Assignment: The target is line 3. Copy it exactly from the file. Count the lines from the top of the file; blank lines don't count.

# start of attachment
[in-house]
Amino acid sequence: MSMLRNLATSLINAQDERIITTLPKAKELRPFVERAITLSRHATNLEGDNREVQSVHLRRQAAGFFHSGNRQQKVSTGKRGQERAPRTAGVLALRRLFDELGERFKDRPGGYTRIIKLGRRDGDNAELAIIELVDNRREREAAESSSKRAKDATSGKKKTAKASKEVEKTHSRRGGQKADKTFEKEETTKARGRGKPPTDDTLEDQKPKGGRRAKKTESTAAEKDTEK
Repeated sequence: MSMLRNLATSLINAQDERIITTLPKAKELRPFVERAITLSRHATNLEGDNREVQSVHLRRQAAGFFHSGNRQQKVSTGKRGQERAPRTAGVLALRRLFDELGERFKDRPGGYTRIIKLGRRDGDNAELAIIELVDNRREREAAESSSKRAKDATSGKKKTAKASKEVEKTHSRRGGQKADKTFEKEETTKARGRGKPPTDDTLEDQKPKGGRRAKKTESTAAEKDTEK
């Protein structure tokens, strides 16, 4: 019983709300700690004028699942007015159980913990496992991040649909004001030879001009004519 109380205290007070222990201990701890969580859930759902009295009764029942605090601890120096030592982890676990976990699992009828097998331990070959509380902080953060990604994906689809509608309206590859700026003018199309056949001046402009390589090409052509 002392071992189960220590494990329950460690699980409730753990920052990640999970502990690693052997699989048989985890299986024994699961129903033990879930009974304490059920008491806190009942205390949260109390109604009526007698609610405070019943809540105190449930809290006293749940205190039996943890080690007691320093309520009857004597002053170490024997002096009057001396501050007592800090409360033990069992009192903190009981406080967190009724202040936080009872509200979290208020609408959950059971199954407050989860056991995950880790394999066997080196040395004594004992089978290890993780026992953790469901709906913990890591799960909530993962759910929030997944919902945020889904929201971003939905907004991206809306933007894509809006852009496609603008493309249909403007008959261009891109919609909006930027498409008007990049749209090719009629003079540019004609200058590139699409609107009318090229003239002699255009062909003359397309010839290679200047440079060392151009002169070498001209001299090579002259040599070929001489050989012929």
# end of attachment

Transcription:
Repeated sequence: MSMLRNLATSLINAQDERIITTLPKAKELRPFVERAITLSRHATNLEGDNREVQSVHLRRQAAGFFHSGNRQQKVSTGKRGQERAPRTAGVLALRRLFDELGERFKDRPGGYTRIIKLGRRDGDNAELAIIELVDNRREREAAESSSKRAKDATSGKKKTAKASKEVEKTHSRRGGQKADKTFEKEETTKARGRGKPPTDDTLEDQKPKGGRRAKKTESTAAEKDTEK